My last post was long, and I’ll try to be much more concise here. This session was particularly interesting to me, both in connection with my ongoing work with Sketchpad and with my current work on the NSF Dynamic Number project.
Steve Hegedus set the stage by using a beautifully composed slide show speculating about how technological change affects what his son (now 6) should learn in school, through the lens of what skills and qualities might be needed for his son to live a successful and satisfying life between now and his retirement in about 2070.
Nathalie Sinclair followed up with a presentation that involved classroom video to emphasize how teachers can use dynamic mathematics software to stimulate student conjecturing and to present students with cognitive opportunities not available using other media.
John Olive finished with a video interview of students exploring “scooting tick marks” (from the Dynamic Number project) to deepen their understanding of fractions, illustrating how a sketch initially used for one specific task becomes a generally useful tool for the student.
My overall takeaway from the session was that it brought home (a) the enormous potential that educational technology has to change what and how we teach, (b) the importance of research to help us figure out when and how to use technology effectively, and (c) the urgency to do so both wisely and quickly at a time when technology is rapidly changing both the world outside our classrooms and the future in which our students will live.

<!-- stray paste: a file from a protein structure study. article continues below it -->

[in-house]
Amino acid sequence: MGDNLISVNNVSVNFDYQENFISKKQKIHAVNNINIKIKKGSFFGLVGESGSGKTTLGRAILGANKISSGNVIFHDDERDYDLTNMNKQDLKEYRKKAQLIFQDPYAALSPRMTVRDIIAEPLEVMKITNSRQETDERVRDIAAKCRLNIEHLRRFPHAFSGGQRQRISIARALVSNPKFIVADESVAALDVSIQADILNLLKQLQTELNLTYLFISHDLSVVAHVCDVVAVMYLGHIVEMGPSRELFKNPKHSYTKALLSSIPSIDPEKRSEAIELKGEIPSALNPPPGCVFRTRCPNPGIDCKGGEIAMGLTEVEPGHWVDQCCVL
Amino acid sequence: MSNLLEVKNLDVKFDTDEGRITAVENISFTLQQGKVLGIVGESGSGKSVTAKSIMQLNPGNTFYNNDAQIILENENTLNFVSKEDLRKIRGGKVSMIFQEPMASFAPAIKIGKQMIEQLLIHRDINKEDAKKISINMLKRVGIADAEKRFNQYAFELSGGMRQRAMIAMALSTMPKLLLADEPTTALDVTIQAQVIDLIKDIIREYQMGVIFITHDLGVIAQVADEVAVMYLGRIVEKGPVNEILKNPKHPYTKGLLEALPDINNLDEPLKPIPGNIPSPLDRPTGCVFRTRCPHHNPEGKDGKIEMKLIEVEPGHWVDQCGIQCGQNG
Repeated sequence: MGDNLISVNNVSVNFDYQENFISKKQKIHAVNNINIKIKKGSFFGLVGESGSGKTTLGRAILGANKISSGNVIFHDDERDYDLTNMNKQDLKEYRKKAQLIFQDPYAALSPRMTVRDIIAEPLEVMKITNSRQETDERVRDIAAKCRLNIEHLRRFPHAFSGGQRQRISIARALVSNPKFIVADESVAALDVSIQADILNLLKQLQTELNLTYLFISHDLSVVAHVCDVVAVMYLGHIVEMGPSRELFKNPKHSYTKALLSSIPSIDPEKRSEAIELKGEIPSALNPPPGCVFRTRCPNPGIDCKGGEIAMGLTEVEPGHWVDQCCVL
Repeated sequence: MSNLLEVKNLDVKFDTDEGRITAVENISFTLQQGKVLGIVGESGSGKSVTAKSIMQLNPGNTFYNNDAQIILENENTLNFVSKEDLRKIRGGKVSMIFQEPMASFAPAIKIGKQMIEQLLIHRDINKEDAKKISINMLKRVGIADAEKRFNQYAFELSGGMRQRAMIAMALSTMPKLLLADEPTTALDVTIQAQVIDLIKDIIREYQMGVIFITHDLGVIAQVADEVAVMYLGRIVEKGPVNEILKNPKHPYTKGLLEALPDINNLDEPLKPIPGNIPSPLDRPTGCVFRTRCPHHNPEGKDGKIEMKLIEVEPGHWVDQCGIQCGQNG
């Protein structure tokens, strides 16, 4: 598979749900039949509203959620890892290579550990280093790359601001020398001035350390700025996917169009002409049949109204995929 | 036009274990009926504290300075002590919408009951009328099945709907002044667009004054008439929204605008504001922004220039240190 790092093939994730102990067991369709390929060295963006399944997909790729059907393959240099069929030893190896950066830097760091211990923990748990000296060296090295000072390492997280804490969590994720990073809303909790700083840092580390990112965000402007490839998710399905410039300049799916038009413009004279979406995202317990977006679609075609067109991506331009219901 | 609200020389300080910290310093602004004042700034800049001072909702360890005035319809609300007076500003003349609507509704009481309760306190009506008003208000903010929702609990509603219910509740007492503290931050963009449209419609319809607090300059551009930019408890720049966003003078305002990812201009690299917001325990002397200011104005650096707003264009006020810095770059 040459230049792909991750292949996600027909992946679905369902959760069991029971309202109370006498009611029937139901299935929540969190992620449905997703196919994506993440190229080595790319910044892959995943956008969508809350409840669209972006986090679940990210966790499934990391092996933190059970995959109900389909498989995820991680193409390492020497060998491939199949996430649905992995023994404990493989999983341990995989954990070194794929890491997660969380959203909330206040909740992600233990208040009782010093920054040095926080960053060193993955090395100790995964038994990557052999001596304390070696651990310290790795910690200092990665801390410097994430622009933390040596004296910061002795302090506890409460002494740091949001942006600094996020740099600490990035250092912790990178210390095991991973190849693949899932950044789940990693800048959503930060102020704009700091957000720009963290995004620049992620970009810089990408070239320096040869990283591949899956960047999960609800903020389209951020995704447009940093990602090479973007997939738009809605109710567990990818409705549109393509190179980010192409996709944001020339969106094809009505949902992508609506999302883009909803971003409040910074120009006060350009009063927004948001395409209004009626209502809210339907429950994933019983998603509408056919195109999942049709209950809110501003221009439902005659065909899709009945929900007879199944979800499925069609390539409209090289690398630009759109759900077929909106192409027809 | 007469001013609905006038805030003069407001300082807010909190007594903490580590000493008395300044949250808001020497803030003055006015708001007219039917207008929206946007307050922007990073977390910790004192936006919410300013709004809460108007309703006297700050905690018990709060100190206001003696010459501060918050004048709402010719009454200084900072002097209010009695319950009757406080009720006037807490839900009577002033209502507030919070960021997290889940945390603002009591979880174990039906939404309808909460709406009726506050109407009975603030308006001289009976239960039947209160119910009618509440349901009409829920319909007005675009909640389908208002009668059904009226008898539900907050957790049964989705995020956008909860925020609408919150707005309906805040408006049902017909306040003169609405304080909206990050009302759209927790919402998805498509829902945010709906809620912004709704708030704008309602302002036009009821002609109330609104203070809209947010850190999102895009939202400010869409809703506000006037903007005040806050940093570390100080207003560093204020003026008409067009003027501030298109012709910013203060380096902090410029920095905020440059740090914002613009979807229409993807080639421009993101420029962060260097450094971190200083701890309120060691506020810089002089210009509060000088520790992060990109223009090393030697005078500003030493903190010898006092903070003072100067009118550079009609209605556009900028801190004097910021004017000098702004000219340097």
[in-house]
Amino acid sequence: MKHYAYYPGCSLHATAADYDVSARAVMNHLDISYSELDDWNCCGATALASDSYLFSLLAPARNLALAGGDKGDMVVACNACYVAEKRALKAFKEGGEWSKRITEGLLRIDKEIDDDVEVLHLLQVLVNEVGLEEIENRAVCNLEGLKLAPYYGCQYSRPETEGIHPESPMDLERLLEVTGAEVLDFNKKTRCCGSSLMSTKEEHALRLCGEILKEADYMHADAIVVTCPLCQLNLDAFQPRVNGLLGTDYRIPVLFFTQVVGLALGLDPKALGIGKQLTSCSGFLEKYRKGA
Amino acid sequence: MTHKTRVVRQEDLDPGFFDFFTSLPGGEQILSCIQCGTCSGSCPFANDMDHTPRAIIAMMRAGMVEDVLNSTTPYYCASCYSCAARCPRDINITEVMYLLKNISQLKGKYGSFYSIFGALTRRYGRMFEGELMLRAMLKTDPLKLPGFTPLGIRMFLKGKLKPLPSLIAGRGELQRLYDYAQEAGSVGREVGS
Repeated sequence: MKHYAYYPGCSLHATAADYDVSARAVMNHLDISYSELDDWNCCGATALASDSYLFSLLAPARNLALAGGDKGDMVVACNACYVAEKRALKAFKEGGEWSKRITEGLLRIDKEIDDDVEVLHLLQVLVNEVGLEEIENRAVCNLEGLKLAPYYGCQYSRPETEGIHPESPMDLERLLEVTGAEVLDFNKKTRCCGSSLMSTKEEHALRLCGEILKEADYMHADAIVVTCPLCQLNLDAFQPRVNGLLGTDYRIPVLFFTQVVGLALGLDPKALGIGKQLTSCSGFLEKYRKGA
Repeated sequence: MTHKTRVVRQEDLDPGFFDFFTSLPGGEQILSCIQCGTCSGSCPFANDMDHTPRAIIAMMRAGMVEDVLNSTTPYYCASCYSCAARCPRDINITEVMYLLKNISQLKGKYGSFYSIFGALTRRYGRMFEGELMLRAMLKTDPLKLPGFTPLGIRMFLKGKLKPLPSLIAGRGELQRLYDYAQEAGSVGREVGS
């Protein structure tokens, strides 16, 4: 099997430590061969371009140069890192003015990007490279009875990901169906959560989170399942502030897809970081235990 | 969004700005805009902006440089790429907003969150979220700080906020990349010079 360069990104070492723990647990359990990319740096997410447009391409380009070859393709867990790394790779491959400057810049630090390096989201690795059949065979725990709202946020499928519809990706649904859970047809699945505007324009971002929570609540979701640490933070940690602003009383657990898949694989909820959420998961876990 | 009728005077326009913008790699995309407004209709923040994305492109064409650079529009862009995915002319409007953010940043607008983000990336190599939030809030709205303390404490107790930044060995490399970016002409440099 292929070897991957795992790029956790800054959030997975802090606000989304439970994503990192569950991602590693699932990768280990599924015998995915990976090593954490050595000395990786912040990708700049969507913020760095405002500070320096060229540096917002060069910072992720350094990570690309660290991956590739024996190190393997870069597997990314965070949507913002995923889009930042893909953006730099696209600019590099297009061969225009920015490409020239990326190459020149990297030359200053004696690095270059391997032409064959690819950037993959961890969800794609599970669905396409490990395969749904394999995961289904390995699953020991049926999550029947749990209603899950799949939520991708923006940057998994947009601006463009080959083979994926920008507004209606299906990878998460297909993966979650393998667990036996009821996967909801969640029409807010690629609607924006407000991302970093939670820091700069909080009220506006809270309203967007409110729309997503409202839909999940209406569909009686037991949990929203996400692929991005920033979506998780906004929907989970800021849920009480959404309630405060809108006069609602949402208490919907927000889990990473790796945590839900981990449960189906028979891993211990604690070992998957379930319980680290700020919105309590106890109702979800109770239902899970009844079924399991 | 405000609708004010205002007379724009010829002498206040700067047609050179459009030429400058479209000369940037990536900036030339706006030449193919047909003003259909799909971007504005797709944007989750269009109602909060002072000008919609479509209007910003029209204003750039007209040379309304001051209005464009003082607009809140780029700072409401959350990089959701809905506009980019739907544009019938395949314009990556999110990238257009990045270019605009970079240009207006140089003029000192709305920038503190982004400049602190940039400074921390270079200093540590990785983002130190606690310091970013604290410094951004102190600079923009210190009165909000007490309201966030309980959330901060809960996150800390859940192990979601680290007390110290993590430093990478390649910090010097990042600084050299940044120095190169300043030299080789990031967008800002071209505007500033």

(Full disclosure: Professors Sinclair and Olive used Sketchpad for their work with students, and Prof. Olive is the evaluator for the Dynamic Number NSF project.)
(Shameless plug: I will be showing our Geometric Functions work from the Dynamic Number project in session 373 on Friday morning. Many Dynamic Number activities are freely available at www.kcptech.com/dynamicnumber.)